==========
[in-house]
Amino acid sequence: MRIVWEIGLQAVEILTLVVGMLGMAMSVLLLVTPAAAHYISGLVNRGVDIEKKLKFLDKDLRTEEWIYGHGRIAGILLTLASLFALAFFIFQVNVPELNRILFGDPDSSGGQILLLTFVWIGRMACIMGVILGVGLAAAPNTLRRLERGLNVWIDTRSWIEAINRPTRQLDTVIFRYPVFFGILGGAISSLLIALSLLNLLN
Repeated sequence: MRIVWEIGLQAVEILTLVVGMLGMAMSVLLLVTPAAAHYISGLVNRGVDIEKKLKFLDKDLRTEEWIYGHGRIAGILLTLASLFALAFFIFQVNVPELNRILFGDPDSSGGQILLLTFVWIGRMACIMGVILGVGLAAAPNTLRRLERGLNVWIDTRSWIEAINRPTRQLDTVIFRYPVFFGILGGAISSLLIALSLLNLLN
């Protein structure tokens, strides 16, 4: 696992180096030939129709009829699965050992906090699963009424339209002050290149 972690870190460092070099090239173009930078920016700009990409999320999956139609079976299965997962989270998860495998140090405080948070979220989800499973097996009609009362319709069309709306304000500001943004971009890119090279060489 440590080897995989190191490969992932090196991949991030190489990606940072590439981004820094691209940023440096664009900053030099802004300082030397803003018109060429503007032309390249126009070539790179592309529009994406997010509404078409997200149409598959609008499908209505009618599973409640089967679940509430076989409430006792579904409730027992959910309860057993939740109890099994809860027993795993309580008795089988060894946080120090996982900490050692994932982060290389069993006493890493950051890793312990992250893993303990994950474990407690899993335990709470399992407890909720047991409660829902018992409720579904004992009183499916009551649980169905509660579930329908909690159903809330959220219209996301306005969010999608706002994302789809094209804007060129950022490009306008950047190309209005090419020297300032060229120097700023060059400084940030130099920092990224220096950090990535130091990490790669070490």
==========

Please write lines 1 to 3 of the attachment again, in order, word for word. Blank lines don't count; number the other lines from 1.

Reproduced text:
[in-house]
Amino acid sequence: MRIVWEIGLQAVEILTLVVGMLGMAMSVLLLVTPAAAHYISGLVNRGVDIEKKLKFLDKDLRTEEWIYGHGRIAGILLTLASLFALAFFIFQVNVPELNRILFGDPDSSGGQILLLTFVWIGRMACIMGVILGVGLAAAPNTLRRLERGLNVWIDTRSWIEAINRPTRQLDTVIFRYPVFFGILGGAISSLLIALSLLNLLN
Repeated sequence: MRIVWEIGLQAVEILTLVVGMLGMAMSVLLLVTPAAAHYISGLVNRGVDIEKKLKFLDKDLRTEEWIYGHGRIAGILLTLASLFALAFFIFQVNVPELNRILFGDPDSSGGQILLLTFVWIGRMACIMGVILGVGLAAAPNTLRRLERGLNVWIDTRSWIEAINRPTRQLDTVIFRYPVFFGILGGAISSLLIALSLLNLLN